Cultural Differences Make For Eye Opening Experiences
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Cultural Differences Make For Eye Opening Experiences

Traveling aboard changes your perspective of the world.

Cultural Differences Make For Eye Opening Experiences

Traveling abroad opens your eyes and mind to the world outside the one you've been living your whole life.

I had the extreme fortune of traveling to Italy this summer, and while being there felt like a dream, I made a concentrated effort to learn a great deal about the culture, embracing things that were far different from what I was used to, and appreciating things that weren’t a part of American culture altogether.

One of the most amazing things I realized was the amount of people that spoke English all throughout Italy. The tourist areas were, of course, the ones with the best English speaking workers, but it was impressive nonetheless.

Although it was convenient to not have to worry much about language barriers, it made me realize how different America is in handling language studies. From a young age, the Italian schools make learning English a priority for its students. Whereas in America, it is uncommon for schools to incorporate foreign language studies, until students are about 10 years old.

Our school systems should consider incorporating foreign language into the classroom as early as preschool to ensure that our understanding of the language goes beyond the surface of simple verb conjugation and short catch phrases. It’s no secret that it would help us better communicate with foreigners, alleviating the stress of language barriers in social, political, and economic situations.

Furthermore, perhaps it would prevent the unfair expectation we hold foreigners to. We expect them to know the English language upon coming to America, yet we don’t hold ourselves to those same standards when traveling abroad. If we were better versed in foreign languages, we wouldn’t have to rely only on English as a means of communicating.

The dining experience was another part of my trip that I noted as differing greatly from America. In the states, meals are more often than not consumed on the run, or at least in a hurried manner. Our culture is one that believes in getting things done quickly, whether it’s household chores, workouts, tasks at work, or meals.

Unfortunately, this often means that we don’t take the time to enjoy these parts of our lives. Instead, we are always so concerned with finishing and moving on to the next thing on our to-do list. Sometimes, we even forget to stop and eat because we are so busy with other things that we consider more important.

In Italy, it is very different. Meals are an event. When dining in Italy, don’t ever expect to be finished within an hour, and if you’re in a large group, assume that you’ll be at the table for at least two hours.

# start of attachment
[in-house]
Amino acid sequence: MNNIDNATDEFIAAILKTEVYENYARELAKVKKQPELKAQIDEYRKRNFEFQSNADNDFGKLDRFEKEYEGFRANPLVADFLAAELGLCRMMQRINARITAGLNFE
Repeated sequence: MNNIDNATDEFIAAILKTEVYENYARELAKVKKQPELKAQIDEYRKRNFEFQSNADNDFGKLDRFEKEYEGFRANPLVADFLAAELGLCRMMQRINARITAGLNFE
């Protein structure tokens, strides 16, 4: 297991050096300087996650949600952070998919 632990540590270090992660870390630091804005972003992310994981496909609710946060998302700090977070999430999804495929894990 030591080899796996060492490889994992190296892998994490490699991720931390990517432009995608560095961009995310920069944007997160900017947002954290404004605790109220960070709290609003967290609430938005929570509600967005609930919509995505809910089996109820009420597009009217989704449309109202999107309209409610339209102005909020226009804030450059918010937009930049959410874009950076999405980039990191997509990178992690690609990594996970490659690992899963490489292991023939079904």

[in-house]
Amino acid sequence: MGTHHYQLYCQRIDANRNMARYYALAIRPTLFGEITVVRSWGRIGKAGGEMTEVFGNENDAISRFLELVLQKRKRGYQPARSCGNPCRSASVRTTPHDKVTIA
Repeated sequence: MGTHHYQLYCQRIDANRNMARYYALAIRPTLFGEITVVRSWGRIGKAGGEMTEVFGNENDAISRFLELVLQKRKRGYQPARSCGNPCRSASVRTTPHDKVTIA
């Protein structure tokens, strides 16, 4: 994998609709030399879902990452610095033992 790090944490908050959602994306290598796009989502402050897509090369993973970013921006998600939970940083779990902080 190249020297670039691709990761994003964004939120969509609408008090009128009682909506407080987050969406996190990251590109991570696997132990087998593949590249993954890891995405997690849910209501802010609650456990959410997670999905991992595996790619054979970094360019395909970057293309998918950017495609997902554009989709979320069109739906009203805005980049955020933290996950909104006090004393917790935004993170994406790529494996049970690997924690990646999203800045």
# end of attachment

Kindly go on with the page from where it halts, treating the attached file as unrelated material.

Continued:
The service in Italy is quite different than that in the states. In Italy, the waiters and waitresses don’t linger at your table asking how you’re doing every five minutes. Instead, they allow you to enjoy your meal uninterrupted. Of course, they come over to check on drinks, but they are far more removed from their customers’ dining than American servers are.

In addition, serving is a highly regarded profession in Italy. It isn’t something teenagers do to earn a little pocket change. Restaurant owners are more interested in having older, more mature men and women serving their customers to ensure their experiences are nothing short of extraordinary. That being said, servers are paid an honorable salary and because of this, tipping is not often stressed.

Another big cultural difference in Italy is the existence of entrance fees into bathrooms. You may laugh, but when I was in Milan I had to pay 50 cents to go to the bathroom. This custom isn’t singular to Italy though, rather it is popular all over Europe.

I still have a hard time wrapping my head around this, but I have tried to understand. Consider this logic: So using a restroom could be seen as a public service, just as taking a bus is right? And a bus requires customers to pay in order to help cover the price of maintenance for the service. Therefore, in looking at it this way, paying to use the bathroom could be seen as justified. We expect bathrooms to be clean and so someone must be paid to do the cleaning.

This logic may seem far-fetched to most of you, and I know just as much as you do that it will never be adopted in America, but at the very least we must try to be respectful of the custom when traveling abroad.

If traveling abroad taught me anything, it was to look at differences with intrigue instead of disgust. To appreciate differences instead of deeming them weird without a second thought.

I am so fortunate to have been granted the experience I was. I only hope that my time abroad is just beginning.

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This article has not been reviewed by Odyssey HQ and solely reflects the ideas and opinions of the creator.
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